Enhancing SelfConsistency and Performance of
Pretrained Language Models with NLI
Joseph J. Noh
William S. Armstrong
Ananth Agarwal
Patrick Liu
Stanford University
2022 Conference on Empirical Methods in Natural Language Processing (EMNLP)
Abstract
While large pretrained language models are powerful, their
predictions often lack logical consistency across test inputs.
For example, a stateoftheart Macaw questionanswering (QA)
model answers Yes to Is a sparrow a bird? and
Does a bird have feet? but answers No to Does
a sparrow have feet?. To address this failure mode, we
propose a framework, Consistency Correction through Relation
Detection, or ConCoRD, for boosting the consistency and
accuracy of pretrained NLP models using pretrained natural
language inference (NLI) models without finetuning or retraining.
Given a batch of test inputs, ConCoRD samples several candidate
outputs for each input and instantiates a factor graph that
accounts for both the model's belief about the likelihood of
each answer choice in isolation and the NLI model's beliefs
about pairwise answer choice compatibility. We show that a
weighted MaxSAT solver can efficiently compute highquality
answer choices under this factor graph, improving over the
raw model's predictions. Our experiments demonstrate that
ConCoRD consistently boosts accuracy and consistency of
offtheshelf closedbook QA and VQA models using offtheshelf
NLI models, notably increasing accuracy of LXMERT on ConVQA by
5% absolute.
TL;DR: We introduce
ConCoRD, a method that extracts more internally consistent (and ultimately
more accurate) predictions from a pretrained language model for a batch of
test inputs,
without finetuning!
An Overview of ConCoRD
ConCoRD processes a batch of test inputs in three steps. In
step one, ConCoRD samples several candidate outputs for
each test input from the base model. In a questionanswering setting, we sample several
candidate answers for each test question, perhaps using techniques like
diverse beam search.
In step two, ConCoRD runs an offtheshelf Natural Language
Inference (NLI) model on pairs of model beliefs, where a model
belief corresponds to a pair of (input, candidate output). The NLI model
estimates the likelihood that an entailment relation, contradiction relation,
or no relation exists between a belief pair. For the pairs where an entailment
or contradiction relation is likely, we intuitively need to balance the base
language model's original confidence scores for each answer with the need to
satisfy the relationships detected by the NLI model.
In the step three, ConCoRD uses a MaxSAT solver to find the approximately
optimal choices of model outputs that balances the base model's original confidence
and the compatibility between answers, as determined by the NLI model. This optimization
problem is equivalent to finding the maximum probability assignment of the variables
in a factor graph that contains unary factors reflecting the probability that the base
model assigns to each answer and binary factors reflecting the probability that the NLI model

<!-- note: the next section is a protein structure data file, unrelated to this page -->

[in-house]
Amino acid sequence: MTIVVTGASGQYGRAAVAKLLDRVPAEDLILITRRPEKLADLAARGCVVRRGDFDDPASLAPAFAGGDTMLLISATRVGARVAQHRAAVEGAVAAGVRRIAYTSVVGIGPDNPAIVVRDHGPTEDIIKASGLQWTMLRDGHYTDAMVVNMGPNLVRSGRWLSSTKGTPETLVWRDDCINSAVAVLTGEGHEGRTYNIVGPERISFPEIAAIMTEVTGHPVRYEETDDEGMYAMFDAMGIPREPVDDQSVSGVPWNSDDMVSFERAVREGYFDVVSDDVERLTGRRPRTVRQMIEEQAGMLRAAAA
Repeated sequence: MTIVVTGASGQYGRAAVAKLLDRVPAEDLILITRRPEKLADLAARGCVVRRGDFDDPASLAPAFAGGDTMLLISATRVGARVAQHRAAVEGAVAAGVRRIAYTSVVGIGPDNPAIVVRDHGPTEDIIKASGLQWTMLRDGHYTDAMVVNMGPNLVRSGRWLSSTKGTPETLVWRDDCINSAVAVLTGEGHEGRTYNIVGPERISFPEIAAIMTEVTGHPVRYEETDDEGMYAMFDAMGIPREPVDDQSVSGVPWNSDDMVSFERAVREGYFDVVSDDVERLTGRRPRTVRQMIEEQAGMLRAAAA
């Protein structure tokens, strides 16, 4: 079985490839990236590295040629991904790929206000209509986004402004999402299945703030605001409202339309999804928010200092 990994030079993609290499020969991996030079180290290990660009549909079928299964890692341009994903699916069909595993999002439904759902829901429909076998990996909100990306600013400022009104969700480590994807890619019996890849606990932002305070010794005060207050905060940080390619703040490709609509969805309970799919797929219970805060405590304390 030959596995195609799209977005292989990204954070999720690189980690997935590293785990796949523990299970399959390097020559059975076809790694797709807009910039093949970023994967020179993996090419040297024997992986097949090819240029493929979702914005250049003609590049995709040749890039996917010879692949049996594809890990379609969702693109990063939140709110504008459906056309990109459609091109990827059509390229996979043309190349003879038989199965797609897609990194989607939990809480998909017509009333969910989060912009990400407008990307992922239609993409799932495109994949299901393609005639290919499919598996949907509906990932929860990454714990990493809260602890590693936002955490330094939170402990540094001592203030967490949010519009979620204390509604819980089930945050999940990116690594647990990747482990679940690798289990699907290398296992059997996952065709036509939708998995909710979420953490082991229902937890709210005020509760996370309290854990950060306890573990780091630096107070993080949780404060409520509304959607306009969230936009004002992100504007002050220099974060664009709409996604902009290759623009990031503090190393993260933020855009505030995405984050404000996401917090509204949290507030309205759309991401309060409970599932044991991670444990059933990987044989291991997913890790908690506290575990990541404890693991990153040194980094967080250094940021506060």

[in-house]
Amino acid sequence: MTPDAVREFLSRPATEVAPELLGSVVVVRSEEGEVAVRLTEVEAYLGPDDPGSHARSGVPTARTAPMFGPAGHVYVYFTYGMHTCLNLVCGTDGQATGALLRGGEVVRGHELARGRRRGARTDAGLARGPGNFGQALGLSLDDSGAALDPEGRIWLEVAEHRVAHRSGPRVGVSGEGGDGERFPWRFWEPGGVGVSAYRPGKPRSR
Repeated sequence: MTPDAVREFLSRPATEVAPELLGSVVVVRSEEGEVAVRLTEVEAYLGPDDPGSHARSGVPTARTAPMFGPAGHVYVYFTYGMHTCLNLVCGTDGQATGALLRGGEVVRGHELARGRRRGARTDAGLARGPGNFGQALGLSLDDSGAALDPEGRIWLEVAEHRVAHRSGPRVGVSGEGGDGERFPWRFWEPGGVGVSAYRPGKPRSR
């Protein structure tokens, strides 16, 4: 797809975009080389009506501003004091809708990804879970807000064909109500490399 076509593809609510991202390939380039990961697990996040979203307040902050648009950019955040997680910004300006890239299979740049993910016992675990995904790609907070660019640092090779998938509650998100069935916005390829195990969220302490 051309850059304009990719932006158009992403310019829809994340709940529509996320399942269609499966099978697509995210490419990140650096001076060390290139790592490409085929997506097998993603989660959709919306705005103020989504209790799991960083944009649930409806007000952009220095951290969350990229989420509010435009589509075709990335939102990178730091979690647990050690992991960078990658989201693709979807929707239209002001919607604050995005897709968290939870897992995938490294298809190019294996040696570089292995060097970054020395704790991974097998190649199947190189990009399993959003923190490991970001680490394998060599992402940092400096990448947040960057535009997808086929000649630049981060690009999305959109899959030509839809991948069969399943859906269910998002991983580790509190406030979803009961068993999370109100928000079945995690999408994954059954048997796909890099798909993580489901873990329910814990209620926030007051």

assigns to an entailment or contradiction relation existing between a pair of answers.
How does ConCoRD create a factor graph from the predictions of our base model and NLI model?
The example below shows a factor graph for a batch of two test questions: What
is the capital of Afghanistan? and What is the capital of Georgia? ConCoRD
defines a binary variable z_{ij} representing the truth of each candidate
answer a_{ij}. The factor graph is defined over these binary truth variables. In
addition to unary factors for the probability assigned to each answer by the
base model and binary factors representing the NLI model's predictions, ConCoRD includes
mutual exclusivity (XOR) factors among the set of answers for a given question (to represent the
constraint that the binary truth variable must be True for exactly one answer per problem).
ConCoRD converts this factor graph into a weighted MaxSAT problem, for which optimized solvers exist.
In general, we don't need to assume that all test questions within a batch are closely
related; we use a pair of questions that are closely related here only for illustrative
purposes. In practice, the NLI model is responsible for the identifying pairs of model beliefs for which
a relationship actually exists.
Citing the paper
@inproceedings{mitchell2022enhancing,
title={Enhancing SelfConsistency and Performance of
Pretrained Language Models with NLI},
author={Mitchell, Eric and Noh, Joseph J. and Li, Siyan and
Armstrong, William S. and Agarwal, Ananth and
Liu, Patrick and Finn, Chelsea and Manning, Christopher D.},
booktitle={Proceedings of the 2022 Conference on Empirical
Methods in Natural Language Processing (EMNLP)},
url={https://ericmitchell.ai/concord.pdf},
year={2022},
publisher={Association for Computational Linguistics}
}

Acknowledgements
The authors would like to thank the anonymous reviewers for their helpful feedback
during the review period, Gabe Mudel, Julie Wang, Cameron Tew, Anthony Tzen, Kevin Yang,
and Ian Ng for helpful discussions and assisting with exploratory experiments early on
in the project, and Nora Kassner for providing helpful early guidance in configuring the
BeliefBank experiments. CF and CM are CIFAR Fellows. EM gratefully acknowledges funding
from the Stanford KnightHennessy Graduate Fellowship. JN is supported by Stanford University
Medical Scientist Training Program grant T32GM007365. SL acknowledges brownie bites from
Target for providing a crucial fuel source for late night experimentrunning.
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